The quality of food in Scotland has increased so drastically over the past decade it’s almost impossible to recall the bad old days when La Potiniere was one of the few splashes of culinary colour on an otherwise monochrome landscape.
Under its original owners, Hilary and David Brown, this small, twenty-cover restaurant in Gullane was an extraordinary success story, the sort of place where you had to book months ahead to stand any chance of getting a table. The restaurant was held in such awe by foodies that it almost became a place of gastronomic pilgrimage.
Despite gaining a well-deserved Michelin star, that all changed a little over a decade ago when, after 25 years at the coal face, the husband-and-wife team split and, after what seemed an interminable hiatus, the restaurant passed into the hands of Mary Runciman and Keith Marley. The legacy they had been left was considerable, and the task of living up to expectations a difficult one. These days, they also have significantly more competitors because, while East Lothian remains strangely under-served by good restaurants, the relatively recent arrival of Ducks in Aberlady and Angelo Cocchia’s Osteria in North Berwick, not to mention the unveiling last month of Albert Roux’s team a stone’s throw away at Greywalls, means La Potiniere is no longer the only show in town.
Yet if our visit to the Gullane restaurant last week was any guide, Runciman and Marley are rising to the challenge magnificently. Put simply, this was one of the best meals of the year, and one that completely justified the 30-minute journey from central Edinburgh. The place may have all the ambience of a station waiting room, but from start to finish the food was of almost unimpeachable quality.
That there was someone with imagination and a sure hand at work in the kitchen became apparent from the moment the first dish arrived. The amuse bouche, a sherry-glass of gloriously viscous lovage and leek soup with a cream and salmon topping, set the meal up perfectly, and from there on in it meandered around the culinary houses but the quality never slackened.
The Browns’ success was partly built around a take-it-or-leave-it set menu that left customers with no choice but which allowed the kitchen to play to its strengths, and that spirit lives on in a menu giving a maximum of two options for each of the four courses, and just one option for the soup. On the plus side, because there was nothing on the menu that fazed either of us, it did allow us to try everything on offer.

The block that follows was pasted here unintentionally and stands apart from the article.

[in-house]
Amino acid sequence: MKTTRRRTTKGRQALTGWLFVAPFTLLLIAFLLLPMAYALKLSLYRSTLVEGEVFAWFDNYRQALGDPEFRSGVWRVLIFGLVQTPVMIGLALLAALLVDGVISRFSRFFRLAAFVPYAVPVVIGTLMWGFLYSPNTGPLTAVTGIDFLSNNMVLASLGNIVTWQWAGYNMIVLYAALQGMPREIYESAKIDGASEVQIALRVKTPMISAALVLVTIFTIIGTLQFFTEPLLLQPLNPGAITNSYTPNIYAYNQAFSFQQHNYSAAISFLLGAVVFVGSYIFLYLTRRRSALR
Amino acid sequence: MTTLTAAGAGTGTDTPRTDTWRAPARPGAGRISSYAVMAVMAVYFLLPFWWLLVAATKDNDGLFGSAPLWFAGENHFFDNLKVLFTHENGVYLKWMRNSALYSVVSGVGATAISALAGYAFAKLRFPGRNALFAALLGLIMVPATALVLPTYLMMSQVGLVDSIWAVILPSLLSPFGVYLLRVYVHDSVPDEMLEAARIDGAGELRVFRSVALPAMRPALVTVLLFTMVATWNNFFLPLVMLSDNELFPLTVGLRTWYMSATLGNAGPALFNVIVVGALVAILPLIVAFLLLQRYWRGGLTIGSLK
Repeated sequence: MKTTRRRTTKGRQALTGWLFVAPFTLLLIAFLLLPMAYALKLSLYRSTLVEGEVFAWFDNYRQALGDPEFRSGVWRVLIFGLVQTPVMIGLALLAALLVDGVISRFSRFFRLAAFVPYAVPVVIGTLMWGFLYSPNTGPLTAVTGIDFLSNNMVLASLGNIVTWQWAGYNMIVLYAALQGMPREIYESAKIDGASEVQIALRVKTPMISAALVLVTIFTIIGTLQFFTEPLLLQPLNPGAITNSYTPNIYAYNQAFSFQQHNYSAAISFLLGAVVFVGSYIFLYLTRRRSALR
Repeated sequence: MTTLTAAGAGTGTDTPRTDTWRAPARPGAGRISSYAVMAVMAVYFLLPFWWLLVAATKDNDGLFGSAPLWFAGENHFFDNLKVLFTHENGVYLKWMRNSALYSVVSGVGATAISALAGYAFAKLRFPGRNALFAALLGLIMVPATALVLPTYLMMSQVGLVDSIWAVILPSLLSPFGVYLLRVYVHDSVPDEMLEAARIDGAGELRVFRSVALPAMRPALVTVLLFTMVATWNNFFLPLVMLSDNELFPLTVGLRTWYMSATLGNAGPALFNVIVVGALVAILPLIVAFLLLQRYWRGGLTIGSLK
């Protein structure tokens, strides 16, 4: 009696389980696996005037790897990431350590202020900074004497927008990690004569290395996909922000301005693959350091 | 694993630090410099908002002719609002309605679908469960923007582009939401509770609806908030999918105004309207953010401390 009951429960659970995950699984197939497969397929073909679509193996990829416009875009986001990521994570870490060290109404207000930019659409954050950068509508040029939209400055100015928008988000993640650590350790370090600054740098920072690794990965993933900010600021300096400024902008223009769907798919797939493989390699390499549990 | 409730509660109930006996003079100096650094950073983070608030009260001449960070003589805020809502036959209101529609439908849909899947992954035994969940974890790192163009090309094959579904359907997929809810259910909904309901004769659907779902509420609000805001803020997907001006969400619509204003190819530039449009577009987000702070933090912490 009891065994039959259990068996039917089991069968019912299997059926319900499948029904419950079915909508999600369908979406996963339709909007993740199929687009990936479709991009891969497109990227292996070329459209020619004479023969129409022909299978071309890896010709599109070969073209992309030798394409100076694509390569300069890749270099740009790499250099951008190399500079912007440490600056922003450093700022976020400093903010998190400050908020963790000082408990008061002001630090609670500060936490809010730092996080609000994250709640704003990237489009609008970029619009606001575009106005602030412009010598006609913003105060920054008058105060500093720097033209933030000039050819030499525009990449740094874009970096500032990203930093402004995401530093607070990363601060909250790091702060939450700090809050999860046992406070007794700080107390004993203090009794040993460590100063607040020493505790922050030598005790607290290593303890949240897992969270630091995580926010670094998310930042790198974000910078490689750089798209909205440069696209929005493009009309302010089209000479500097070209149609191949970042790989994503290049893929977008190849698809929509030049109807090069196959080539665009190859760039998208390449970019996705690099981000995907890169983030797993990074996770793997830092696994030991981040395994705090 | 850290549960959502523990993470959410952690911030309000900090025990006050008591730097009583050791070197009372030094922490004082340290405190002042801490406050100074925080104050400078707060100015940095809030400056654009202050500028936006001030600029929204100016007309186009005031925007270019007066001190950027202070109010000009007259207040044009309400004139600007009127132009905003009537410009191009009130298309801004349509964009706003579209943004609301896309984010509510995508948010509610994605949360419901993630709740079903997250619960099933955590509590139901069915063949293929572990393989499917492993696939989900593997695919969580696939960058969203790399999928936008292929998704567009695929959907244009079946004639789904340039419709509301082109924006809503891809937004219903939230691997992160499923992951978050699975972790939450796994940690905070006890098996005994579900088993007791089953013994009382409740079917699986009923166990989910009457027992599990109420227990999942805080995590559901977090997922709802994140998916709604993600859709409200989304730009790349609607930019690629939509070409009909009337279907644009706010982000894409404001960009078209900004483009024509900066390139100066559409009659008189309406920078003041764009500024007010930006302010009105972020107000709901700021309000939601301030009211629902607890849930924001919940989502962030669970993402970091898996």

Beginning with the starters, Vicky chose the pea mousse with a ham, egg and pea salad with mint oil, while I ordered the parmesan flan. The result was two delicate dishes that displayed such a superb lightness of touch they reminded me of Shirley Spears at the Three Chimneys at her finest. Served in the small copper saucepan that gives the restaurant its name, the only thing wrong with the flan was that there wasn’t ten times as much. Nuanced in flavour and light in texture, it alone was worth the journey. Vicky thought much the same of her lime green pea mousse, which was unfeasibly airy yet packed with an array of delicate flavours.
If our next course, a bowl of steaming, creamy Thai coconut soup with poached scallops with an unmistakable tang of chilli, was right up Vicky’s street, our main courses suited both of us perfectly. I chose the poached and seared fillet of beef with baby morels and a pink peppercorn sauce while Vicky opted for the steamed fillet of sole with a langoustine sauce.
If you can judge a top-end restaurant by the quality of its sauces, then La Potiniere passes with flying colours because both sauces were beautiful. My peppercorn sauce turned out to be surprisingly and commendably subtle while the rich langoustine sauce resonated with unexpectedly deep, fishy flavours that brought out the best in a rolled fillet of sole, which was served with lemon mousse, crushed new potatoes and asparagus. Not only was the fish perfectly cooked, but so was the beef, with the slow-cooked spale bone from AK Stoddart so tender I could have cut it with a spoon. The only downside was a plate so super-heated that Vicky’s sauce started to form an unsightly skin – a basic error, and mildly surprising given the slick production values of the rest of the meal.
Pudding was preceded by a glass of sweet, velvety amaretto and apricot cream, a sort of liquid brle that commended itself to Vicky mainly because she couldn’t taste even a hint of amaretto, but which certainly hit the spot with me.
That was very swiftly followed by a vanilla yoghurt mousse with poached rhubarb for Vicky and a warm, soft-centred chocolate with pineapple and banana compote and home-made cinnamon ice-cream which did not taste of cinnamon but was none the less marvellously creamy for me. As with the pea mousse earlier, both combined a lightness of texture with a package of competing flavours that fused perfectly.
The Browns may be long gone, but their legacy of excellence lives on.
This article was first published in Scotland on Sunday, June 6, 2010